Recently in Reviews
Opera Philadelphia deserves congratulations on yet another coup. The company
co-commissioned Cold Mountain, an opera by Jennifer Higdon based on
Gene Scheer’s adaptation of Charles Frazier’s celebrated Civil War
For their first of two recitals at the Wigmore Hall, Christian Gerhaher and Gerold Huber devised an interesting programme - popular Schubert mixed with songs by Wolfgang Rihm and by Huber himself.
There are not many opera productions that you would cross oceans to see. Graham
Vick’s Götterdämmerung in Sicily however compelled such a voyage.
Premièred in 1877 at Offenbach’s own Théâtre des Bouffes Parisiens, Emmanuel Chabrier’s L’Étoile has a libretto, by Eugène Leterrier and Albert Vanloo, which stirs the blackly comic, the farcical and the bizarre into a surreal melange, blending contemporary satire with the frankly outlandish.
Robert Ashley’s opera-novel Quicksand makes for a novel
One of the leading Russian composers of his generation, Alexander
Raskatov’s reputation in the UK and western Europe derives from several,
recent large-scale compositions, such as his reconstruction of Alfred
Schnittke’s Ninth Symphony from a barely legible manuscript (the work was
first performed in 2007 in the Dresden Frauenkirche by the Dresden Philharmonic
under Dennis Russell Davies), and his 2010 opera A Dog’s Heart,
based on Mikhail Bulgakov’s satire (which was directed by Simon McBurney
at English National Opera in 2010, following the opera’s premiere at
Netherlands Opera earlier that year).
I’m not sure that St John’s Smith Square was the most
appropriate venue for Opera Danube’s latest production: Jacques
Offenbach’s satirical frolic, Orpheus in the Underworld.
This nasty little opera evening in Lyon lived up to the opera’s initial reputation as pure pornophony. This is the erotic Shostakovich of the D minor cello sonata, it is the sarcastic and complicated Shostakovich of The Nose . . .
During December 2015 and presently in January Lyric Opera of Chicago has featured the world premiere of the opera Bel Canto, with music by Jimmy López and libretto by Nilo Cruz, based on the novel by Ann Patchett.
Christmas at the Royal Opera House is all about magic, mystery and miracles: as represented by the conjuror’s exploits in The Nutcracker — with its Kingdom of Sweets and Sugar Plum Fairy — or, as in the Linbury Theatre this year, the fantastical adventures of the Firework-Maker’s Daughter, Lila, and her companions — a lovesick elephant, swashbuckling pirates, tropical beasts and Fire-Fiends.
The title role is a deciding factor in Madama Butterfly. Despite a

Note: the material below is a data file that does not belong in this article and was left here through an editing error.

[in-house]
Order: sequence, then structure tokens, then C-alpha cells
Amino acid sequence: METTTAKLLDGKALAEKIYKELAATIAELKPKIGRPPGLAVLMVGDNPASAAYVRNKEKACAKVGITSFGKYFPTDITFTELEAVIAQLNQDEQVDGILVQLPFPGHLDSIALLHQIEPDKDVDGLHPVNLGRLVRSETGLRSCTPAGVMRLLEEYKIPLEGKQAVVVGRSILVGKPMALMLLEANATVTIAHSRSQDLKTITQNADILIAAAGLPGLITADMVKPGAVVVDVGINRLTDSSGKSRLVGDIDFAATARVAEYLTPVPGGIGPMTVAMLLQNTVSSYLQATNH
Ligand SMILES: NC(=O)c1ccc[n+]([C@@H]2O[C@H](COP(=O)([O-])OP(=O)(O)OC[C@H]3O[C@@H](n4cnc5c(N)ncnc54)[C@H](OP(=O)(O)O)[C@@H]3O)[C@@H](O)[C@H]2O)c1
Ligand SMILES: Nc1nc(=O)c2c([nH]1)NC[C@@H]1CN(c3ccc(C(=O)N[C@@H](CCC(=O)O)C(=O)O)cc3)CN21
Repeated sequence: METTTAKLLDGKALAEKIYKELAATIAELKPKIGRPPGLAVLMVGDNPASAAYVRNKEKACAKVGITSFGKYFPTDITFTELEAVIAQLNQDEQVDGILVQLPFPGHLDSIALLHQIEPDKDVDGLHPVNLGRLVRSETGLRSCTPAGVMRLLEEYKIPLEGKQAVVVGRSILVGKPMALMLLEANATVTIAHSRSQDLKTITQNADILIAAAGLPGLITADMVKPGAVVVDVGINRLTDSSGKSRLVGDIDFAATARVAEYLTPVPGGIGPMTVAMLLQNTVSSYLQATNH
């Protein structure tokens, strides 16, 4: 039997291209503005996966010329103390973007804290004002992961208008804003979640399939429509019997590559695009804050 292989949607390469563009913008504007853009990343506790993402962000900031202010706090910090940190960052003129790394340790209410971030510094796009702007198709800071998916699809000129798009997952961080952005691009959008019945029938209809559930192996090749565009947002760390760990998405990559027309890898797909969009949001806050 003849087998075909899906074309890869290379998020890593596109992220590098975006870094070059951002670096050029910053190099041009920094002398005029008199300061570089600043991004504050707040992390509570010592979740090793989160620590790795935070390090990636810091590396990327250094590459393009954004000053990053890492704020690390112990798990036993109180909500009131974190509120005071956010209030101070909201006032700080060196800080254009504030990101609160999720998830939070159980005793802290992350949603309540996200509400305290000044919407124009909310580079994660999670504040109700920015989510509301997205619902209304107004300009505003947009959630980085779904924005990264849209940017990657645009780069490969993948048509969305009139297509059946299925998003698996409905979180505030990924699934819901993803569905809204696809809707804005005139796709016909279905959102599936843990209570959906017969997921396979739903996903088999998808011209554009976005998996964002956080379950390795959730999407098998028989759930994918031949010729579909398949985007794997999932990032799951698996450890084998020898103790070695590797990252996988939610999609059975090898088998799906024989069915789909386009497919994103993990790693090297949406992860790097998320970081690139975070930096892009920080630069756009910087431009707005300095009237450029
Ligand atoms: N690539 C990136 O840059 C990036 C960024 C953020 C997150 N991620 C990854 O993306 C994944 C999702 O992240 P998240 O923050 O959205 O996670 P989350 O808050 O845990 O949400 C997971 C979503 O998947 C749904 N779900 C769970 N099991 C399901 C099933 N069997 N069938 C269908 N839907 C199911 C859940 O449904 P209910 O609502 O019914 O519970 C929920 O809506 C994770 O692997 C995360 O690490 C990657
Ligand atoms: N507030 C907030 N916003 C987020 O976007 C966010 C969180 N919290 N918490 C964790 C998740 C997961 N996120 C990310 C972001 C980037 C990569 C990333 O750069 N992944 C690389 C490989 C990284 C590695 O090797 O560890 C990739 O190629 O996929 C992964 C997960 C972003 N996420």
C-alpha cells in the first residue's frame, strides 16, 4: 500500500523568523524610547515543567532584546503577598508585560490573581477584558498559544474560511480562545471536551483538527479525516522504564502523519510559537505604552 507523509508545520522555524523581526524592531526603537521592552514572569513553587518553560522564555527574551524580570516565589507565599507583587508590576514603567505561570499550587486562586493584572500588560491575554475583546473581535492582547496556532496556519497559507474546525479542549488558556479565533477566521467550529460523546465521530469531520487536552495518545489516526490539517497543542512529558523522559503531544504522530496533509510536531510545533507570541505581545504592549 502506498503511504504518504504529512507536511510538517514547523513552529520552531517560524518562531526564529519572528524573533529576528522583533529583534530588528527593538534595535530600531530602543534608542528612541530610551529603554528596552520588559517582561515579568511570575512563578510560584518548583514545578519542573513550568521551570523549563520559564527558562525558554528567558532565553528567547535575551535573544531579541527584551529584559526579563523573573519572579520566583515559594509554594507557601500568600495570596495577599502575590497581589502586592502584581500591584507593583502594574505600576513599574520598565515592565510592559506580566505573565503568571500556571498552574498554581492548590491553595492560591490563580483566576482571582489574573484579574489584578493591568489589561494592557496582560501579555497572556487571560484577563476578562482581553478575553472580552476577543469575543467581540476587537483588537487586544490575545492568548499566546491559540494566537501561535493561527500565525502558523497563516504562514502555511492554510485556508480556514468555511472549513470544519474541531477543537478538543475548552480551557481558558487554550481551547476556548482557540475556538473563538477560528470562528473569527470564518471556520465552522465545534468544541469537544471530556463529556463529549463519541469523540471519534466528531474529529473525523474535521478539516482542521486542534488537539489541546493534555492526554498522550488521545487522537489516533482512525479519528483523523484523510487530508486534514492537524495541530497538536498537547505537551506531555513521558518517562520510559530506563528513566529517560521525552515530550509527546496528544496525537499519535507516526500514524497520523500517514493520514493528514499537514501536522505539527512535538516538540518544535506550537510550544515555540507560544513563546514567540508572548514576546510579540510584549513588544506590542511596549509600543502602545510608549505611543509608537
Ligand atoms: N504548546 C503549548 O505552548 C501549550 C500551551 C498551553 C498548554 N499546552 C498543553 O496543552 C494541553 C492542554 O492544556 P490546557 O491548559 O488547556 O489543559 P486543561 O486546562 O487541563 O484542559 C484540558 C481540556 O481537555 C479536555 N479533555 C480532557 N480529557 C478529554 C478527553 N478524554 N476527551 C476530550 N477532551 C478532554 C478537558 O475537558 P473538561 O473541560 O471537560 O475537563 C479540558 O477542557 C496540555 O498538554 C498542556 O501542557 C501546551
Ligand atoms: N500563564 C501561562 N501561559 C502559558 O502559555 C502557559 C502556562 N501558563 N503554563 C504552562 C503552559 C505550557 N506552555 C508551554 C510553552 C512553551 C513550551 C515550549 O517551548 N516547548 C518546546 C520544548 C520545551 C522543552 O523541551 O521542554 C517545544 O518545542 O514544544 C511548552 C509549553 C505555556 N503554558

last-minute conductor cancellation, last Saturday’s concert performance
at the Concertgebouw was a resounding success, thanks to Lianna
Haroutounian’s opulent, heart-stealing Cio-Cio-San.
With this performance of vocal and instrumental works composed by the
10-year-old Mozart and his contemporaries during 1766, Classical Opera entered
the second year of their 27-year project, MOZART 250, which is
designed to ‘contextualise the development and influences of [sic] the
composer’s artistic personality’ and, more audaciously, to
‘follow the path that subsequently led to some of the greatest
cornerstones of our civilisation’.
Luca Pisaroni and Wolfram Rieger were due to give the latest installment in the Wigmore Hall's complete Schubert songs series, but both had to cancel at short notice. Fortunately, the Wigmore Hall rises to such contingencies, and gave us Benjamin Appl and Jonathan Ware. Since there's a huge buzz about Appl, this was an opportunity to hear more of what he can do.
The phrase ‘Sunday afternoon concert’ may suggest light, post-prandial entertainment, but soprano Gemma Lois Summerfield and her accompanist, Simon Lepper, swept away any such conceptions in this demanding programme at St. John’s Smith Square.
When, o when, will someone put Peter Sellars and his compendium of clichés
out of our misery?
This recording, made in the Adrian Boult Hall at the Birmingham Conservatoire of Music in June 2014, is the fourth disc in SOMM’s series of recordings with Paul Spicer and the Birmingham Conservatoire Chamber Choir.
Having recently followed some by-ways through the music of Purcell, Monteverdi and Cavalli, L’Arpeggiata turned the spotlight on traditional folk music in this characteristically vibrant and high-spirited performance at the Wigmore Hall.
Edward Gardner brought all his experience as a choral and opera conductor to bear in this stirring performance of Michael Tippett’s A Child of Our Time at the Barbican Hall, with a fine cast of soloists, the BBC Symphony Orchestra and BBC Symphony Chorus.
‘Apt for voices or viols’: eager to maximise sales among the domestic market in Elizabethan England, publishers emphasised that the music contained in collections such as Thomas Morley’s First Book of Madrigals to Four Voices of 1594 was suitable for performance by any combination of singers and players.
It was a single title but a double bill and there was far more happening than Gordon Getty and Claude Debussy. Starting with Edgar Allen Poe.
15 Mar 2009
Don Giovanni — Victorian Opera
Each Australia state maintains its own opera company. The dominant company is Opera Australia, a permanent ensemble based at the Sydney Opera House but which originated in the Melbourne based National Theatre Opera Company in the 1940s.
Headed by the Melba protégée soprano Gertrude Johnson the company
grew in stature and by the 1950s featured expatriate singers such as Marjorie
Lawrence (whose centenary passed on 17 February this year) as Amneris in